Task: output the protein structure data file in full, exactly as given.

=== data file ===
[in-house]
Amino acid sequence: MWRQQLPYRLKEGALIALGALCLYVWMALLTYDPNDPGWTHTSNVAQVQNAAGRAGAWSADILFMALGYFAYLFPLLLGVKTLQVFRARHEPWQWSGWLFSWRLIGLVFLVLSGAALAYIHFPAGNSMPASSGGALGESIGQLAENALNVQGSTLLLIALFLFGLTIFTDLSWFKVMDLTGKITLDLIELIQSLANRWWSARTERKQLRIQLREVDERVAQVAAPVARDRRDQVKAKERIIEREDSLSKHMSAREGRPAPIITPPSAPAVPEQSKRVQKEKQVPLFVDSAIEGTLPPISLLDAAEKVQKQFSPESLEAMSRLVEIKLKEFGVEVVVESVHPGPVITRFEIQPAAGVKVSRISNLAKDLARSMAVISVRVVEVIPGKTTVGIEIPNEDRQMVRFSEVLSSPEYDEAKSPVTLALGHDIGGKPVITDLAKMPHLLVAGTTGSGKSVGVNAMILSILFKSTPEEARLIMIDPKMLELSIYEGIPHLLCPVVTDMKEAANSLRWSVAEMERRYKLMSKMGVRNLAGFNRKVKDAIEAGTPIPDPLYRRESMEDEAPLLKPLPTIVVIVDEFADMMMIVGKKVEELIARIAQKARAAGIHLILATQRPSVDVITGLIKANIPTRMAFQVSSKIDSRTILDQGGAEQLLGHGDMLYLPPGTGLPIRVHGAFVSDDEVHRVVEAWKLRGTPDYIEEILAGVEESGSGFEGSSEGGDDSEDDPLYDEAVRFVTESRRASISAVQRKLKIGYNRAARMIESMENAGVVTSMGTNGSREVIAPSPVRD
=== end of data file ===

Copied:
[in-house]
Amino acid sequence: MWRQQLPYRLKEGALIALGALCLYVWMALLTYDPNDPGWTHTSNVAQVQNAAGRAGAWSADILFMALGYFAYLFPLLLGVKTLQVFRARHEPWQWSGWLFSWRLIGLVFLVLSGAALAYIHFPAGNSMPASSGGALGESIGQLAENALNVQGSTLLLIALFLFGLTIFTDLSWFKVMDLTGKITLDLIELIQSLANRWWSARTERKQLRIQLREVDERVAQVAAPVARDRRDQVKAKERIIEREDSLSKHMSAREGRPAPIITPPSAPAVPEQSKRVQKEKQVPLFVDSAIEGTLPPISLLDAAEKVQKQFSPESLEAMSRLVEIKLKEFGVEVVVESVHPGPVITRFEIQPAAGVKVSRISNLAKDLARSMAVISVRVVEVIPGKTTVGIEIPNEDRQMVRFSEVLSSPEYDEAKSPVTLALGHDIGGKPVITDLAKMPHLLVAGTTGSGKSVGVNAMILSILFKSTPEEARLIMIDPKMLELSIYEGIPHLLCPVVTDMKEAANSLRWSVAEMERRYKLMSKMGVRNLAGFNRKVKDAIEAGTPIPDPLYRRESMEDEAPLLKPLPTIVVIVDEFADMMMIVGKKVEELIARIAQKARAAGIHLILATQRPSVDVITGLIKANIPTRMAFQVSSKIDSRTILDQGGAEQLLGHGDMLYLPPGTGLPIRVHGAFVSDDEVHRVVEAWKLRGTPDYIEEILAGVEESGSGFEGSSEGGDDSEDDPLYDEAVRFVTESRRASISAVQRKLKIGYNRAARMIESMENAGVVTSMGTNGSREVIAPSPVRD